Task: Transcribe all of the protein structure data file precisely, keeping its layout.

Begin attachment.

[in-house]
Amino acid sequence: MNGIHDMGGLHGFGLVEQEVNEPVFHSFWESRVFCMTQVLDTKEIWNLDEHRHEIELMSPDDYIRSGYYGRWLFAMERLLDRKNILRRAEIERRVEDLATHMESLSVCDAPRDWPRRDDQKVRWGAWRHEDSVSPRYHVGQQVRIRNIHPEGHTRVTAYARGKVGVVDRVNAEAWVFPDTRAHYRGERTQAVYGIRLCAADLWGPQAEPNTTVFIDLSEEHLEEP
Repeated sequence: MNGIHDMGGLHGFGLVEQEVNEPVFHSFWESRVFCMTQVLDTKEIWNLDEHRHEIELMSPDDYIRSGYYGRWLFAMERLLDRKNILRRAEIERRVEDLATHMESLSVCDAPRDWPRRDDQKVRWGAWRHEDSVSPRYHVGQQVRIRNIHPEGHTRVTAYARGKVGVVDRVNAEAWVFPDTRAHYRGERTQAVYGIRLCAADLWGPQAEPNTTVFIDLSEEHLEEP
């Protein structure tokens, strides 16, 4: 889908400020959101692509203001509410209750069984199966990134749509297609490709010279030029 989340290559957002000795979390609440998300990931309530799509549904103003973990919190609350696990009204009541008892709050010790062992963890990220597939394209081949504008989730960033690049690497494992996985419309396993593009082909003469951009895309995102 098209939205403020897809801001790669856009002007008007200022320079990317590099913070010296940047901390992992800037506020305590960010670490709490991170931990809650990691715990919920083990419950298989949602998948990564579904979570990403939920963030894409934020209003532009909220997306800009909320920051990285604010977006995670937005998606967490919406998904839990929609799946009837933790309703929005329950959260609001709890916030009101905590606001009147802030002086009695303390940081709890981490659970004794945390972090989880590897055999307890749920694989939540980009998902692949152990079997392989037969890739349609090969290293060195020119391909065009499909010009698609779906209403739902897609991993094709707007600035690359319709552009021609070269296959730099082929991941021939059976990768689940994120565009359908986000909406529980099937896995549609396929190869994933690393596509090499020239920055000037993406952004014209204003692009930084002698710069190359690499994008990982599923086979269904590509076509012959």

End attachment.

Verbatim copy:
[in-house]
Amino acid sequence: MNGIHDMGGLHGFGLVEQEVNEPVFHSFWESRVFCMTQVLDTKEIWNLDEHRHEIELMSPDDYIRSGYYGRWLFAMERLLDRKNILRRAEIERRVEDLATHMESLSVCDAPRDWPRRDDQKVRWGAWRHEDSVSPRYHVGQQVRIRNIHPEGHTRVTAYARGKVGVVDRVNAEAWVFPDTRAHYRGERTQAVYGIRLCAADLWGPQAEPNTTVFIDLSEEHLEEP
Repeated sequence: MNGIHDMGGLHGFGLVEQEVNEPVFHSFWESRVFCMTQVLDTKEIWNLDEHRHEIELMSPDDYIRSGYYGRWLFAMERLLDRKNILRRAEIERRVEDLATHMESLSVCDAPRDWPRRDDQKVRWGAWRHEDSVSPRYHVGQQVRIRNIHPEGHTRVTAYARGKVGVVDRVNAEAWVFPDTRAHYRGERTQAVYGIRLCAADLWGPQAEPNTTVFIDLSEEHLEEP
């Protein structure tokens, strides 16, 4: 889908400020959101692509203001509410209750069984199966990134749509297609490709010279030029 989340290559957002000795979390609440998300990931309530799509549904103003973990919190609350696990009204009541008892709050010790062992963890990220597939394209081949504008989730960033690049690497494992996985419309396993593009082909003469951009895309995102 098209939205403020897809801001790669856009002007008007200022320079990317590099913070010296940047901390992992800037506020305590960010670490709490991170931990809650990691715990919920083990419950298989949602998948990564579904979570990403939920963030894409934020209003532009909220997306800009909320920051990285604010977006995670937005998606967490919406998904839990929609799946009837933790309703929005329950959260609001709890916030009101905590606001009147802030002086009695303390940081709890981490659970004794945390972090989880590897055999307890749920694989939540980009998902692949152990079997392989037969890739349609090969290293060195020119391909065009499909010009698609779906209403739902897609991993094709707007600035690359319709552009021609070269296959730099082929991941021939059976990768689940994120565009359908986000909406529980099937896995549609396929190869994933690393596509090499020239920055000037993406952004014209204003692009930084002698710069190359690499994008990982599923086979269904590509076509012959």